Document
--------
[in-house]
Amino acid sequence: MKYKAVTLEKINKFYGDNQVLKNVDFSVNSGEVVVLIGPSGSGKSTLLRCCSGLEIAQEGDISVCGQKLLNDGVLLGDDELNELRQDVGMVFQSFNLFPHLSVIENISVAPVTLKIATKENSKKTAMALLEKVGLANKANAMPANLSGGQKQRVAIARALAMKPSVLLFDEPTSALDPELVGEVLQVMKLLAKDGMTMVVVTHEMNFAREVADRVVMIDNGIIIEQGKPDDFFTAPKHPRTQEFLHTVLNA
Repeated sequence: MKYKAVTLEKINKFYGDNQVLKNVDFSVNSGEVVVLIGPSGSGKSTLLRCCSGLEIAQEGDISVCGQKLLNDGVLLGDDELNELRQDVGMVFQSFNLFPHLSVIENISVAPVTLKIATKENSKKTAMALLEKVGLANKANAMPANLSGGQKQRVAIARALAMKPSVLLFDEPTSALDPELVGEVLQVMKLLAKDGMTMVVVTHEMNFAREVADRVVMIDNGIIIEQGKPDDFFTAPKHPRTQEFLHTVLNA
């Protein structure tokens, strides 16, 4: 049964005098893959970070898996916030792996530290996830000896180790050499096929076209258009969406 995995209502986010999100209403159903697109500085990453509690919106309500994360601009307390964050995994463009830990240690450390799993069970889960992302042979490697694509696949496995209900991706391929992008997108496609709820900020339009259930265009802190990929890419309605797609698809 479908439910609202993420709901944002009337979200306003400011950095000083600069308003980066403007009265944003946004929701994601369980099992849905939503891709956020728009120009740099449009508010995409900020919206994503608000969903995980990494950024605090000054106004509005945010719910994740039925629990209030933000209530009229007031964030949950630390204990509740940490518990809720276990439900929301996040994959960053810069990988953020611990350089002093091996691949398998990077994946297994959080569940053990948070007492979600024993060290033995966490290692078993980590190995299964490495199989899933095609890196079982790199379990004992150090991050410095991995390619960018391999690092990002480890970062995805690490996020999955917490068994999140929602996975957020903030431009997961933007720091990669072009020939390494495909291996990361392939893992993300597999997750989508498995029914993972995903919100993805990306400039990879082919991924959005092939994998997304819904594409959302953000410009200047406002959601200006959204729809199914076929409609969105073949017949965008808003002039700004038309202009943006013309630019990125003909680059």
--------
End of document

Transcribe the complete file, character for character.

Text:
[in-house]
Amino acid sequence: MKYKAVTLEKINKFYGDNQVLKNVDFSVNSGEVVVLIGPSGSGKSTLLRCCSGLEIAQEGDISVCGQKLLNDGVLLGDDELNELRQDVGMVFQSFNLFPHLSVIENISVAPVTLKIATKENSKKTAMALLEKVGLANKANAMPANLSGGQKQRVAIARALAMKPSVLLFDEPTSALDPELVGEVLQVMKLLAKDGMTMVVVTHEMNFAREVADRVVMIDNGIIIEQGKPDDFFTAPKHPRTQEFLHTVLNA
Repeated sequence: MKYKAVTLEKINKFYGDNQVLKNVDFSVNSGEVVVLIGPSGSGKSTLLRCCSGLEIAQEGDISVCGQKLLNDGVLLGDDELNELRQDVGMVFQSFNLFPHLSVIENISVAPVTLKIATKENSKKTAMALLEKVGLANKANAMPANLSGGQKQRVAIARALAMKPSVLLFDEPTSALDPELVGEVLQVMKLLAKDGMTMVVVTHEMNFAREVADRVVMIDNGIIIEQGKPDDFFTAPKHPRTQEFLHTVLNA
């Protein structure tokens, strides 16, 4: 049964005098893959970070898996916030792996530290996830000896180790050499096929076209258009969406 995995209502986010999100209403159903697109500085990453509690919106309500994360601009307390964050995994463009830990240690450390799993069970889960992302042979490697694509696949496995209900991706391929992008997108496609709820900020339009259930265009802190990929890419309605797609698809 479908439910609202993420709901944002009337979200306003400011950095000083600069308003980066403007009265944003946004929701994601369980099992849905939503891709956020728009120009740099449009508010995409900020919206994503608000969903995980990494950024605090000054106004509005945010719910994740039925629990209030933000209530009229007031964030949950630390204990509740940490518990809720276990439900929301996040994959960053810069990988953020611990350089002093091996691949398998990077994946297994959080569940053990948070007492979600024993060290033995966490290692078993980590190995299964490495199989899933095609890196079982790199379990004992150090991050410095991995390619960018391999690092990002480890970062995805690490996020999955917490068994999140929602996975957020903030431009997961933007720091990669072009020939390494495909291996990361392939893992993300597999997750989508498995029914993972995903919100993805990306400039990879082919991924959005092939994998997304819904594409959302953000410009200047406002959601200006959204729809199914076929409609969105073949017949965008808003002039700004038309202009943006013309630019990125003909680059």